death you have much to answer for. How are we ever to 
forget this demoralizing superstition? (1st) by adopting 
Euclid's system of " Reductio ad absurdum," and then try 
to forget it, and to teach the rising generation some more 
moral fables — Aesop's, for example — than this demoralizing 
literature called the Bible. Let us forget Jesus if we can. 
He did not accomplish anything. Let us rather study the 
life of Voltaire, who helped to free his country from supersti- 
tion, also the life and writings of Thomas Paine and Robert G. 
Ingersoll. If Jesus said that people ought to hate father, 
mother, brother and sister, wife and children to become his 
disciples, it says very little for the common sense of the first 
apostles ; if He did not say so, He ought to instruct His mod- 
'ern disciples, if He is still in communication with them, to 
Cease libelling Him. We do not know whether He said so or 
not, let us be more charitable to His memory than His pro- 
fessed disciples, and put that expression down as an interpola- 
tion by some scheming priest, who was desirous of increasing 
his own authority over an ignorant public. There are some 
excellent maxims attributed to Jesus, and we have no record 
that He gathered up riches from deluded mortals who are 
promised rewards in another world like modern priestcraft. 
If they had anything to say about man's place in any world 
beyond the grave, they would do exactly as they do in this one 
— keep the best places for themselves, and let the unfortunate 
victims shift for themselves. 



^6 
WHAT DO YOU GIVE US? 

What do you offer instead of what you are taking away 
from us? we are often asked. The fact of the matter' is, no 
rationalist is trying to take anything away from you. He is 
not^advocating the making of any laws to prevent you from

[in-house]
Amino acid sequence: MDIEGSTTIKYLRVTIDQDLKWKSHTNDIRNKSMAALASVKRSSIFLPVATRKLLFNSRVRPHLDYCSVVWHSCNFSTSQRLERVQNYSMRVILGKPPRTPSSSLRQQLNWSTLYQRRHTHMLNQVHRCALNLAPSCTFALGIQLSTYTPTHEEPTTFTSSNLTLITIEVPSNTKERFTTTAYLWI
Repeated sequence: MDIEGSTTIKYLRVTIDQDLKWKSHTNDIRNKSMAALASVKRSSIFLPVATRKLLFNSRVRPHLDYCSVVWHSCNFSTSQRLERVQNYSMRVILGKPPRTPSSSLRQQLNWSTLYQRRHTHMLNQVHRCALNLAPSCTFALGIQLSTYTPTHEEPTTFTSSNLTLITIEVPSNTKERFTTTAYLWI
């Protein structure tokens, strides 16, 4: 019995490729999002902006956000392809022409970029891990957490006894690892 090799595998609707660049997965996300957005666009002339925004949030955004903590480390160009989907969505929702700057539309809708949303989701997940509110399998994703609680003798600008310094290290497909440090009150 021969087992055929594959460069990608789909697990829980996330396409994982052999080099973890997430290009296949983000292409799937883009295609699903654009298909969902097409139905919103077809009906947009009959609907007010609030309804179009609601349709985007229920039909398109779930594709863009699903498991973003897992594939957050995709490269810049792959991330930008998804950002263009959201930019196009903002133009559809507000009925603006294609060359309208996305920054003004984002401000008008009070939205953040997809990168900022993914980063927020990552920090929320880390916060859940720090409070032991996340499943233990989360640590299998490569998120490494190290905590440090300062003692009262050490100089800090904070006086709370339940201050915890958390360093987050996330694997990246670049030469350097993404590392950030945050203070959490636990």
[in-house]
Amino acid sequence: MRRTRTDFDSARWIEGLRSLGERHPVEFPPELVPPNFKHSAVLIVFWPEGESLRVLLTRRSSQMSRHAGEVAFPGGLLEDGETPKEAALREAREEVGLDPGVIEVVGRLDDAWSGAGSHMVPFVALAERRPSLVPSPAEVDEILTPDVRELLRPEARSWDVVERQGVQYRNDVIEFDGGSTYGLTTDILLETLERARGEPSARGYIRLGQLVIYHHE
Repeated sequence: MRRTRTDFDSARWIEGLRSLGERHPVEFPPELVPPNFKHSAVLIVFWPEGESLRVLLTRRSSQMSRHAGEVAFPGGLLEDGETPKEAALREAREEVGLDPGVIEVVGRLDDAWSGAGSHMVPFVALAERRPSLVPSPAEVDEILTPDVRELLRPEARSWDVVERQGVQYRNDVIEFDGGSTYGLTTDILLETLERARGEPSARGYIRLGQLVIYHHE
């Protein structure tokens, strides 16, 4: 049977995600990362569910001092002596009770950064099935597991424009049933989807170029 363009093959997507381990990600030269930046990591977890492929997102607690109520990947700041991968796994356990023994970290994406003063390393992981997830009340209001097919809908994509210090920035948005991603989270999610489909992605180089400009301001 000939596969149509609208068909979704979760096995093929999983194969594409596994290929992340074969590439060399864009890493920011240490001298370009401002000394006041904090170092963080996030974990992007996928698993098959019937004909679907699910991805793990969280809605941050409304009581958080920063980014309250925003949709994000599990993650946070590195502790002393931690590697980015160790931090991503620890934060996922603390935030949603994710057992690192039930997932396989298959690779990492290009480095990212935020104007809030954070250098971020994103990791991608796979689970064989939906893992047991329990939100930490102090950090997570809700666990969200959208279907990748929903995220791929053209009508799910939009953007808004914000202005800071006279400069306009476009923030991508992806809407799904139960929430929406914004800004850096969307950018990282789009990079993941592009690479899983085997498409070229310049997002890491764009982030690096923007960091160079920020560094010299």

praying to or worshipping Jesus. You are the parties who 
are taking something from others. You are not satisfied with 
liberty to rest on the Sabath and worship Jesus ; you also make 
laws to curtail the liberties of other people who do not wish 
to worship Jesus. You directly and indirectly make others' 
pay for a show in which they do not wish to take part. There- 
fore the rationalist is justified in giving his reasons for not 
.joining in your worship or paying for those who conduct the 
performance. While you profess to love your enemies, you 
do all the injury you can directly and indirectly to those who 
^o not believe in the efficacy of your performance. 

Why should any one quarrel with his neighbor for a dif- 
ference of opinion about what did or did not take place two 
thousand years ago, three or four thousand miles away ? Your 
Beligion is full of contradictions. You ought to know that 
a. man cannot be made to believe anything by tyranny and 
coercion. You make a man a hypocrite by frightening him 
to give a verbal consent to what you tell him to save trouble, 
but you ought to know that that is not the proper way o con- 
vince one of the truth of your religion. Besides, if God 
loves mankind and and if He wants them to love and worship 
His, can't He teach them so, the same as He makes the sun to